Rittenbach underscored the purpose of the First Amendment: to protect citizens from theocratic and authoritarian control over information and speech. She voiced her belief that theocratic attempts to regulate reading material and access to information should be combated, emphasizing that individual choice and parental guidance should dictate reading decisions, not religious bodies.
Jennifer stated her frequent use of Samuels Library and its importance in her work with two special needs men. She concluded by urging the board to uphold their duty to protect the First Amendment rights of their constituents and to provide full funding to Samuels Library.
Daniel Silsby from the South River District spoke before the board, initially offering an apology to Supervisor Butler for a previous heated phone call. He recalled his history in the town, noting his family moved there in 1989, and shared a personal experience of flying over the town in a C-130 plane during his time at RMA.
He recalled a gay classmate who faced discrimination and violence during the AIDS crisis in the early 1990s. Daniel emphasized the kindness he received from various LGBTQ individuals in his life, from friends to bosses, and lamented the treatment they’ve received in return from the county.
Strongly critical of the board’s decision to withhold funding, he blamed them for contributing to the harassment and endangerment of the Samuel’s Library staff, including the resignation of Director Michelle Ross. Silsby enumerated the apologies he believed the board owed to various parties, including a public one, for their political missteps. He specifically addressed Mr. Butler, urging him to ensure the government stays out of personal lives as he had once promised.
He concluded with a hope that the withheld funds would be released, expressing concern for the future of the county and republic.
Bethany O’Neill from Front Royal, a 14-year county resident and Samuel’s Public Library cardholder, shared her views about the ongoing controversy around the library’s book selection. As a mother of three and a parishioner at St. John’s, she voiced her concerns against the group CUSS, stating they do not represent her views. She criticized the group for their hateful rhetoric and for focusing on sexually explicit content that isn’t even always available in the library.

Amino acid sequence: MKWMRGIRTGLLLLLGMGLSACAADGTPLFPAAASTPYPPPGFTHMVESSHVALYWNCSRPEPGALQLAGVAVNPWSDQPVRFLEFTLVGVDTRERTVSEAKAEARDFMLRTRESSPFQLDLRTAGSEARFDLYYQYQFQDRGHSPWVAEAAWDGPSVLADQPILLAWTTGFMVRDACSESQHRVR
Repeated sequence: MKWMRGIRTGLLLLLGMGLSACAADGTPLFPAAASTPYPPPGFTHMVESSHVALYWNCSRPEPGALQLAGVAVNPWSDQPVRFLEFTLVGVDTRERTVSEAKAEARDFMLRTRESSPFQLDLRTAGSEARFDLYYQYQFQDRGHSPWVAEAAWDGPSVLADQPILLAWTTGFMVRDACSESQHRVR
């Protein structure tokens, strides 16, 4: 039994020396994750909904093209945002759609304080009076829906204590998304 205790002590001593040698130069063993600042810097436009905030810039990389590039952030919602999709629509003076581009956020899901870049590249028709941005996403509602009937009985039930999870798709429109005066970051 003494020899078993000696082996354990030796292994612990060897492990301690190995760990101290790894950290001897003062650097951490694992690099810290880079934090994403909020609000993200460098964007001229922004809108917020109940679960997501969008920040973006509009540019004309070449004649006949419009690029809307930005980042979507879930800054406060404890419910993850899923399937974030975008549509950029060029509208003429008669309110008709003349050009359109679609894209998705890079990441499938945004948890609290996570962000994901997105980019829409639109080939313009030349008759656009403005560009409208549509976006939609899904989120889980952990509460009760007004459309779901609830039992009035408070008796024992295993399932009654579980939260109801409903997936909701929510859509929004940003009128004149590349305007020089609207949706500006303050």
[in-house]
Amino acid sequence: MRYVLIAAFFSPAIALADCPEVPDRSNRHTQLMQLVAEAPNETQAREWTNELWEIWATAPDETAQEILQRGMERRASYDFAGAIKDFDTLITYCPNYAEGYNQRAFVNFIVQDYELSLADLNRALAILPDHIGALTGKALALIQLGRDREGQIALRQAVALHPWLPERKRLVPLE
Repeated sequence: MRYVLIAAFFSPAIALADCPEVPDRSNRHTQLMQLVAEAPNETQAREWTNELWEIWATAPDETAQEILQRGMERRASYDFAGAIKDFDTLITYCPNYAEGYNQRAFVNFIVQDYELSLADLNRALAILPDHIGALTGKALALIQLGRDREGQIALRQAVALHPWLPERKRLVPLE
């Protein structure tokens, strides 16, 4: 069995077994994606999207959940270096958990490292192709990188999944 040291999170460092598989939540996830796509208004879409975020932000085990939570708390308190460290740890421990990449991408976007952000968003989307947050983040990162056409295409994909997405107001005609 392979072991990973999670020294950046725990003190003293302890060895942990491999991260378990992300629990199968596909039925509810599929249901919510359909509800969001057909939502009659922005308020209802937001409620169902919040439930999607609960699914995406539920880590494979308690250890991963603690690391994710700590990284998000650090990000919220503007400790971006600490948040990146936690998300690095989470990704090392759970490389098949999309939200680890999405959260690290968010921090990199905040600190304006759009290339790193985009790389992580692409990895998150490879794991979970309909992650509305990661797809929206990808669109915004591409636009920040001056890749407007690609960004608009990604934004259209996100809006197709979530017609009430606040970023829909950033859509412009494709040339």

Bethany praised the library staff for their dedication to the community and mentioned the measures they’ve taken to address concerns, such as the creation of a new adult section and age-restrictive library cards. She cautioned against potential discrimination lawsuits if books representing protected minority groups were removed or segregated.
She mentioned her personal journey of reading the books under contention and concluded that the real issue for CUSS wasn’t about the safety of children but rather a rejection of diversity. She mocked the idea of removing books based on CUSS’s narrow definitions and criticized the proposed Memorandum of Agreement (MOA) that would see the library under the county’s control.
In her closing remarks, Bethany asked the board to release the library budget and affirm that they weren’t siding with the bigots. She ended by quoting author Ada Salazar, assuring young readers of their value and place in the world.
Gene Kilby from Front Royal, Virginia, expressed his deep sadness and concern about the division happening in the county regarding the Samuel’s Library controversy. He compared the current division to an earlier one in 1956-57 when students of different racial backgrounds faced challenges in attending schools in Morin County. Although he clarified that he wasn’t equating the two struggles, he found them similar in essence.
Kilby emphasized the importance of the pledge of allegiance, specifically highlighting the phrase “liberty and justice for all,” and questioned why the county wasn’t upholding these values. He asserted that the dispute wasn’t purely about children, considering the library had made efforts to give parents more control over their children’s reading materials. He believed that the concerned group wanted books referencing LGBTQ removed entirely and challenged their labeling of these books as pornography, suggesting that if they genuinely believed that, they should report it.
Towards the end of his speech, Kilby raised concerns about “taxation without representation,” suggesting that people were being taxed without their interests and concerns being adequately represented. Before he could further elaborate, his speaking time was up.
Steve Foreman, a resident of Fork District, voiced his concerns about the actions and credibility of the Warren County Board of Supervisors concerning the Samuels Public Library controversy. He criticized the Board for trying to bully the library, holding its funding hostage, and attempting to control its Board of Trustees with their own appointees. Foreman believed the Board’s decisions were politically motivated, especially with an election on the horizon.